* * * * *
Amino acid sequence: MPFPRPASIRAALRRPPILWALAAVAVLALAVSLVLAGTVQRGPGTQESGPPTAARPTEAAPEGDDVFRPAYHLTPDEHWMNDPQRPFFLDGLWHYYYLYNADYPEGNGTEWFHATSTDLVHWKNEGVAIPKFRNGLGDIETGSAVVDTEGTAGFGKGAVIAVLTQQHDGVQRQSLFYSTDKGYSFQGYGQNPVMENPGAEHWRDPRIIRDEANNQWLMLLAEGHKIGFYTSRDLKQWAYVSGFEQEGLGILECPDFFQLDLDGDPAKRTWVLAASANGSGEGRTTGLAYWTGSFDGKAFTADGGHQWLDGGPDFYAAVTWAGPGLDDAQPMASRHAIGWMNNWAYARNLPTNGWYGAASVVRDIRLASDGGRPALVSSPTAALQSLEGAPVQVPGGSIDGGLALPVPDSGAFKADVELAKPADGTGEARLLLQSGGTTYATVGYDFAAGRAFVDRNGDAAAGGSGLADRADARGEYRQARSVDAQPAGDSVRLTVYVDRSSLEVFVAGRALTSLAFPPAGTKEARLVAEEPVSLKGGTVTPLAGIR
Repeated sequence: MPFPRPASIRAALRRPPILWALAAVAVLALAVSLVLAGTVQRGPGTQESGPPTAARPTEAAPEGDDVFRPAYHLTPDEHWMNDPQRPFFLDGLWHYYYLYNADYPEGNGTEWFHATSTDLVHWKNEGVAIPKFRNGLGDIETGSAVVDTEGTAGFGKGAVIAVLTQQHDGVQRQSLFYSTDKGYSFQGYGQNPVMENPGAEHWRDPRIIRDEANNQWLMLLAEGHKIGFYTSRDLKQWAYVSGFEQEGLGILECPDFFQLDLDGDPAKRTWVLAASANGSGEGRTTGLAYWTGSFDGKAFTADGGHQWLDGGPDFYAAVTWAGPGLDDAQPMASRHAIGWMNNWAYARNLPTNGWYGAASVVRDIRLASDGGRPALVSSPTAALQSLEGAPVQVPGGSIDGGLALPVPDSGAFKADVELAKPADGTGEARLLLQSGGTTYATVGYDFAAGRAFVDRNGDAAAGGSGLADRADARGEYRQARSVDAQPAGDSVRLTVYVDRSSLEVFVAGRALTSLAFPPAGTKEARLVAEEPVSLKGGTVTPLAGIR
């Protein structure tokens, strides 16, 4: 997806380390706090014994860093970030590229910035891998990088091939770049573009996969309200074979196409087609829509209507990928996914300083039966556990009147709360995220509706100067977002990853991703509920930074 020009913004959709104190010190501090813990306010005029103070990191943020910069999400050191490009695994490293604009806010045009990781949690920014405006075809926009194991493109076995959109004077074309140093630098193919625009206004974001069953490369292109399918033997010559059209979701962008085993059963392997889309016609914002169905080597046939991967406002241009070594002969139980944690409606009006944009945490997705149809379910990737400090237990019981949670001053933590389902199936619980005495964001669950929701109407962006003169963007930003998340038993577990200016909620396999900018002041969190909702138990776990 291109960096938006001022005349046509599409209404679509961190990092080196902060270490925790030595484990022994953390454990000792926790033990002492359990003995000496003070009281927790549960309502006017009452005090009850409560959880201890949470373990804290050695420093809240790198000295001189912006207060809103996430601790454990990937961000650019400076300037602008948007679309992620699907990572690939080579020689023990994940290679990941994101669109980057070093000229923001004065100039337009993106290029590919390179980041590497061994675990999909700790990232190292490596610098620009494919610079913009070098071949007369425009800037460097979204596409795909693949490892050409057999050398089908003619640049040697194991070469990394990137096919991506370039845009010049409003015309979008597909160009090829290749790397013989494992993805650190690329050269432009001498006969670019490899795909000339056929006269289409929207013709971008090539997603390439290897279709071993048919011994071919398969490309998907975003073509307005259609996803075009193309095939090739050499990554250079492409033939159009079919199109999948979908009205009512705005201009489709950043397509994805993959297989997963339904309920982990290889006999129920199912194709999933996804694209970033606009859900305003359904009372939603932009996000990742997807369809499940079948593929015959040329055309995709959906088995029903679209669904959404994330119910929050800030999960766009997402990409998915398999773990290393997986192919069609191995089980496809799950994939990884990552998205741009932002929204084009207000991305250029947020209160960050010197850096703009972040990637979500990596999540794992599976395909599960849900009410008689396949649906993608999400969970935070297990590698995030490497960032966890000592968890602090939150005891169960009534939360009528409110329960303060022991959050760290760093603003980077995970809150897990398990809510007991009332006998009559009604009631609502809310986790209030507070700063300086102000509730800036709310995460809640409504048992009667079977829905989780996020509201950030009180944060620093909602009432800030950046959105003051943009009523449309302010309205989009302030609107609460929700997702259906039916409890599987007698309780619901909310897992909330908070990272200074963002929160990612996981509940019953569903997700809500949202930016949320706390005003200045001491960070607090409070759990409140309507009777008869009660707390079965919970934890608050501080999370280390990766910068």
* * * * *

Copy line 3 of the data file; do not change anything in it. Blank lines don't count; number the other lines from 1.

């Protein structure tokens, strides 16, 4: 997806380390706090014994860093970030590229910035891998990088091939770049573009996969309200074979196409087609829509209507990928996914300083039966556990009147709360995220509706100067977002990853991703509920930074 020009913004959709104190010190501090813990306010005029103070990191943020910069999400050191490009695994490293604009806010045009990781949690920014405006075809926009194991493109076995959109004077074309140093630098193919625009206004974001069953490369292109399918033997010559059209979701962008085993059963392997889309016609914002169905080597046939991967406002241009070594002969139980944690409606009006944009945490997705149809379910990737400090237990019981949670001053933590389902199936619980005495964001669950929701109407962006003169963007930003998340038993577990200016909620396999900018002041969190909702138990776990 291109960096938006001022005349046509599409209404679509961190990092080196902060270490925790030595484990022994953390454990000792926790033990002492359990003995000496003070009281927790549960309502006017009452005090009850409560959880201890949470373990804290050695420093809240790198000295001189912006207060809103996430601790454990990937961000650019400076300037602008948007679309992620699907990572690939080579020689023990994940290679990941994101669109980057070093000229923001004065100039337009993106290029590919390179980041590497061994675990999909700790990232190292490596610098620009494919610079913009070098071949007369425009800037460097979204596409795909693949490892050409057999050398089908003619640049040697194991070469990394990137096919991506370039845009010049409003015309979008597909160009090829290749790397013989494992993805650190690329050269432009001498006969670019490899795909000339056929006269289409929207013709971008090539997603390439290897279709071993048919011994071919398969490309998907975003073509307005259609996803075009193309095939090739050499990554250079492409033939159009079919199109999948979908009205009512705005201009489709950043397509994805993959297989997963339904309920982990290889006999129920199912194709999933996804694209970033606009859900305003359904009372939603932009996000990742997807369809499940079948593929015959040329055309995709959906088995029903679209669904959404994330119910929050800030999960766009997402990409998915398999773990290393997986192919069609191995089980496809799950994939990884990552998205741009932002929204084009207000991305250029947020209160960050010197850096703009972040990637979500990596999540794992599976395909599960849900009410008689396949649906993608999400969970935070297990590698995030490497960032966890000592968890602090939150005891169960009534939360009528409110329960303060022991959050760290760093603003980077995970809150897990398990809510007991009332006998009559009604009631609502809310986790209030507070700063300086102000509730800036709310995460809640409504048992009667079977829905989780996020509201950030009180944060620093909602009432800030950046959105003051943009009523449309302010309205989009302030609107609460929700997702259906039916409890599987007698309780619901909310897992909330908070990272200074963002929160990612996981509940019953569903997700809500949202930016949320706390005003200045001491960070607090409070759990409140309507009777008869009660707390079965919970934890608050501080999370280390990766910068």